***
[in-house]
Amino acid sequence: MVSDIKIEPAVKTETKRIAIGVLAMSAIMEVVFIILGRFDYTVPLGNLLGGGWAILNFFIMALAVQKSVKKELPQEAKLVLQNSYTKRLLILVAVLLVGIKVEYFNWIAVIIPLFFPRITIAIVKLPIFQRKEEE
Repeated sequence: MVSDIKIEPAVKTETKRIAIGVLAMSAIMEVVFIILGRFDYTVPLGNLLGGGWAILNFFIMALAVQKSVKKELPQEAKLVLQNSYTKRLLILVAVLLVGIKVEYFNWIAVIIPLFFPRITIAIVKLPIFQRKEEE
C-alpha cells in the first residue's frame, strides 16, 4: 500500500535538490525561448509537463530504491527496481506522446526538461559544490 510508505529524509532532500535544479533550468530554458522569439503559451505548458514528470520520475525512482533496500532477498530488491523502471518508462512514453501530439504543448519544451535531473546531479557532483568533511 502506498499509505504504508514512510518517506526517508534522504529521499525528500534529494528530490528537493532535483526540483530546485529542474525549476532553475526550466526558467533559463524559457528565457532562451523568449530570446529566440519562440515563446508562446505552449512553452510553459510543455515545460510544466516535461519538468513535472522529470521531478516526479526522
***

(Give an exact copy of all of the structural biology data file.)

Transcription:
[in-house]
Amino acid sequence: MVSDIKIEPAVKTETKRIAIGVLAMSAIMEVVFIILGRFDYTVPLGNLLGGGWAILNFFIMALAVQKSVKKELPQEAKLVLQNSYTKRLLILVAVLLVGIKVEYFNWIAVIIPLFFPRITIAIVKLPIFQRKEEE
Repeated sequence: MVSDIKIEPAVKTETKRIAIGVLAMSAIMEVVFIILGRFDYTVPLGNLLGGGWAILNFFIMALAVQKSVKKELPQEAKLVLQNSYTKRLLILVAVLLVGIKVEYFNWIAVIIPLFFPRITIAIVKLPIFQRKEEE
C-alpha cells in the first residue's frame, strides 16, 4: 500500500535538490525561448509537463530504491527496481506522446526538461559544490 510508505529524509532532500535544479533550468530554458522569439503559451505548458514528470520520475525512482533496500532477498530488491523502471518508462512514453501530439504543448519544451535531473546531479557532483568533511 502506498499509505504504508514512510518517506526517508534522504529521499525528500534529494528530490528537493532535483526540483530546485529542474525549476532553475526550466526558467533559463524559457528565457532562451523568449530570446529566440519562440515563446508562446505552449512553452510553459510543455515545460510544466516535461519538468513535472522529470521531478516526479526522